Role Right-handed counterpuncher (two-handed backhand)
Relation(s) Ravinderkishan Raina (father)
Ankita Raina is an Indian tennis player who has achieved quite a bit of success in both singles and doubles, giving her countrymen hope of a home-grown women's champion on the WTA tour.
Raina has followed in the footsteps of her compatriot Sania Mirza, and has steadily been climbing up the rankings. She has started winning titles on the ITF circuit, and is primed to build on that and make main draw appearances at the Grand Slams in the near future.
Best finish at each of the four Grand Slams:
Australian Open: NA
French Open: Qualifying 1st Round (2018)
Wimbledon: Qualifying 2nd (2018)
US Open: NA
Highest Ranking: No. 181
Style of play
Raina is a steady baseliner who primarily relies on her speed and counterpunching abilities to outlast her opponents.
She hits with plenty of topspin on both her forehand and backhand, and can hit in all directions comfortably. She also uses the backhand slice quite often, as a way of varying the pattern of a rally.
Raina is comfortable with volleying, and approaches the net whenever she gets her opponent running or out of position. She doesn't use the drop shot or lob too frequently, but brings them out as a surprise tactic.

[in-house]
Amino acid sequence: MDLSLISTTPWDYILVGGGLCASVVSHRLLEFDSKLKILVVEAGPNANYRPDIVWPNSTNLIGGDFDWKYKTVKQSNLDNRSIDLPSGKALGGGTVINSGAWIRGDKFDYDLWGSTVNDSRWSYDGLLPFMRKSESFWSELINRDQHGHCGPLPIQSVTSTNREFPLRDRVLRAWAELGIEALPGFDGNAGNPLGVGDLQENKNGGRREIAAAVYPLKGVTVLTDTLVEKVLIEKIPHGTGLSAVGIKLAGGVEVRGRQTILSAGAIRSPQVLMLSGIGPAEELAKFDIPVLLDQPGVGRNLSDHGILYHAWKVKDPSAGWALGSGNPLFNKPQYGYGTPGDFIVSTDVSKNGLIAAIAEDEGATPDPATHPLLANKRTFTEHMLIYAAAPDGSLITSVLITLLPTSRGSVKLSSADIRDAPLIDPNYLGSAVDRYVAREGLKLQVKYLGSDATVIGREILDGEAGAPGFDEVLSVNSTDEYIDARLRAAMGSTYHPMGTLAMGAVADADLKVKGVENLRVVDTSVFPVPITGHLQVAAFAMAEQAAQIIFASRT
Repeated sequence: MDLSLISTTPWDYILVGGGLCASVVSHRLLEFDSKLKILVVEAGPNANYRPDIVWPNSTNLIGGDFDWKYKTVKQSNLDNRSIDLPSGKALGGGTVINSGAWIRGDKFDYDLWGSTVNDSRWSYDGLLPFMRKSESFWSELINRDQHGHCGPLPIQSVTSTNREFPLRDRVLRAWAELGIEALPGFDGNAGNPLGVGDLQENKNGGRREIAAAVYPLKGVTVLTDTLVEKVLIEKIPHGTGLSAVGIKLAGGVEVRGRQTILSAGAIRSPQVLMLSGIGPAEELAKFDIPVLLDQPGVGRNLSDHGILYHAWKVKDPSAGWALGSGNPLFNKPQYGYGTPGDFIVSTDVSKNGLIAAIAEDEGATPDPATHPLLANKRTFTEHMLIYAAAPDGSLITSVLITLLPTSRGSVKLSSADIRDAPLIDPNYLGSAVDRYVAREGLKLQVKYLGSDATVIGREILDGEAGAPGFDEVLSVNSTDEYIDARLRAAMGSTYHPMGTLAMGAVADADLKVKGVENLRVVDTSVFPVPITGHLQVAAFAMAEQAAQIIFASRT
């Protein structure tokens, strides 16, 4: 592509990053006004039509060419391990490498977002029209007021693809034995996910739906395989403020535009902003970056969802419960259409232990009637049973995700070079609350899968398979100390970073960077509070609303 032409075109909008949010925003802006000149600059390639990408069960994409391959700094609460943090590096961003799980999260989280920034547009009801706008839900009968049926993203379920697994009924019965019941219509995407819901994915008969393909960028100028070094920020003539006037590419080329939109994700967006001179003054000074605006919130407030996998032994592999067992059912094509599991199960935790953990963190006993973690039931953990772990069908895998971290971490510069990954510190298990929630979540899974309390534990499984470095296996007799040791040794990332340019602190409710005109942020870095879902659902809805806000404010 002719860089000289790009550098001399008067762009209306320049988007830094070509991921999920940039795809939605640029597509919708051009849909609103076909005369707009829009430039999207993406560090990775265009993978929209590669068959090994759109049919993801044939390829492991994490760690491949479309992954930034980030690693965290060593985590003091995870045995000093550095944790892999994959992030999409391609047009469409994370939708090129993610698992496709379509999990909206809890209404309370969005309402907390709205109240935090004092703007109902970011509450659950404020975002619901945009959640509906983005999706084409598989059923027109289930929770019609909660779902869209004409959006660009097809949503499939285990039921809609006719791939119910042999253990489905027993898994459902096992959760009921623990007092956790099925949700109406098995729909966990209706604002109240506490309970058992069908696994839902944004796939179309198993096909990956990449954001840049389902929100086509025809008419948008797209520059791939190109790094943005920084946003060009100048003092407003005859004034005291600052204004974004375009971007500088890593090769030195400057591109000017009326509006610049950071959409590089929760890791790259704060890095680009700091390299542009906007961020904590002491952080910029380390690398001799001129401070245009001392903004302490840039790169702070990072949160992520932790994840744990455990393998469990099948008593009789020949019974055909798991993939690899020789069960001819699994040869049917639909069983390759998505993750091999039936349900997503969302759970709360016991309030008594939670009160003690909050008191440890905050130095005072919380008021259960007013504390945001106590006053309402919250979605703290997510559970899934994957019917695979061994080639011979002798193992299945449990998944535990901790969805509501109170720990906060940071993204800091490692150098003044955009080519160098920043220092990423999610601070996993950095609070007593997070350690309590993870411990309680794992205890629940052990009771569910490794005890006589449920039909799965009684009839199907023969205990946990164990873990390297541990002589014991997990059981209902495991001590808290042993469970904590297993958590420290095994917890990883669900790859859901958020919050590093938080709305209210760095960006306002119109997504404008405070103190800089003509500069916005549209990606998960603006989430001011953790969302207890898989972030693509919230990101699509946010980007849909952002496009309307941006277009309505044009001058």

Strengths and weaknesses
Raina's biggest strength is her baseline consistency. She can stay toe-to-toe with most players from the back of the court, and can get a majority of shots back in play.
Raina has a solid first serve, but it is her second serve that gives her an advantage at the start of a point. She can hit a good kick serve, which opens up the court for an easy putaway.
Raina also has a good return of serve, and is capable of neutralizing most big serves by sending them back with precision. She is also quite efficient at the net, and can take the attack to the opponent on fast courts with her purposeful volleys.
Raina's biggest weakness is the lack of firepower on her groundstrokes. She can't match the raw muscle strength of the top players, and so is frequently in danger of getting blown off the court.
Raina was born in Ahmedabad, Gujarat, although her father Ravinderkishen is of Kashmiri origin.
She started playing tennis at the age of five. Her idols growing up were Roger Federer, Rafael Nadal, Serena Williams and Sania Mirza.
Raina has been coached by Hemant Bendrey, but she has struggled to get the right kind of support and infrastructure to develop her game in India. That said, she believes she plays best when she is representing her country, which is evident from the fact that she won the bronze medal in singles at the 2018 Asian Games. She has also been a Fed Cup regular, having played over half a dozen matches for India already.
Raina is only the fifth female player from India to ever break into the top 200 of the WTA singles rankings, and she is expected to eventually break into the top 100 too.